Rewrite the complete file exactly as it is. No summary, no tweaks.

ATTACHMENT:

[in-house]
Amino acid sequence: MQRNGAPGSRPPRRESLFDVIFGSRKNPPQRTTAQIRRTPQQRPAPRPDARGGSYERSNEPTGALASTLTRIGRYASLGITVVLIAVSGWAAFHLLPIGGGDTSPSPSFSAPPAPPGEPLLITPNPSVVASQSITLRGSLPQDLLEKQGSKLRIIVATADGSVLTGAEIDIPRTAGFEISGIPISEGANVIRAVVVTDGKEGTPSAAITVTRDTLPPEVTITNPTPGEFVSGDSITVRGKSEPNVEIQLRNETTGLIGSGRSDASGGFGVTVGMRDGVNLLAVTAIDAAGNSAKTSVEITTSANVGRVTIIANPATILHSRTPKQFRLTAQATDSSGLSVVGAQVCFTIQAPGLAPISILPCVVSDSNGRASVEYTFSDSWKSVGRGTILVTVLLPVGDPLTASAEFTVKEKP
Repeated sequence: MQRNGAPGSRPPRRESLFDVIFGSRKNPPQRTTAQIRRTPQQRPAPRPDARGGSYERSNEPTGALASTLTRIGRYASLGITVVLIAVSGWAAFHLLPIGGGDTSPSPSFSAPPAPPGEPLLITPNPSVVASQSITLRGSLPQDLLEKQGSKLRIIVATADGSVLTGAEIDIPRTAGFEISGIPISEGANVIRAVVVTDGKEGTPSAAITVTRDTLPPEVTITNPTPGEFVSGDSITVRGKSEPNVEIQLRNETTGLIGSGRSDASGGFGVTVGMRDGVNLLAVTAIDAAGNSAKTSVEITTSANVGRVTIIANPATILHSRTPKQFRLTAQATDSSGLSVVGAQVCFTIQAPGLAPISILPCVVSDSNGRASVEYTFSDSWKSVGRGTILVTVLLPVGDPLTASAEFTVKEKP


[in-house]
Amino acid sequence: MQRNGAPGSRPPRRESLFDVIFGSRKNPPQRTTAQIRRTPQQRPAPRPDARGGSYERSNEPTGALASTLTRIGRYASLGITVVLIAVSGWAAFHLLPIGGGDTSPSPSFSAPPAPPGEPLLITPNPSVVASQSITLRGSLPQDLLEKQGSKLRIIVATADGSVLTGAEIDIPRTAGFEISGIPISEGANVIRAVVVTDGKEGTPSAAITVTRDTLPPEVTITNPTPGEFVSGDSITVRGKSEPNVEIQLRNETTGLIGSGRSDASGGFGVTVGMRDGVNLLAVTAIDAAGNSAKTSVEITTSANVGRVTIIANPATILHSRTPKQFRLTAQATDSSGLSVVGAQVCFTIQAPGLAPISILPCVVSDSNGRASVEYTFSDSWKSVGRGTILVTVLLPVGDPLTASAEFTVKEKP
Repeated sequence: MQRNGAPGSRPPRRESLFDVIFGSRKNPPQRTTAQIRRTPQQRPAPRPDARGGSYERSNEPTGALASTLTRIGRYASLGITVVLIAVSGWAAFHLLPIGGGDTSPSPSFSAPPAPPGEPLLITPNPSVVASQSITLRGSLPQDLLEKQGSKLRIIVATADGSVLTGAEIDIPRTAGFEISGIPISEGANVIRAVVVTDGKEGTPSAAITVTRDTLPPEVTITNPTPGEFVSGDSITVRGKSEPNVEIQLRNETTGLIGSGRSDASGGFGVTVGMRDGVNLLAVTAIDAAGNSAKTSVEITTSANVGRVTIIANPATILHSRTPKQFRLTAQATDSSGLSVVGAQVCFTIQAPGLAPISILPCVVSDSNGRASVEYTFSDSWKSVGRGTILVTVLLPVGDPLTASAEFTVKEKP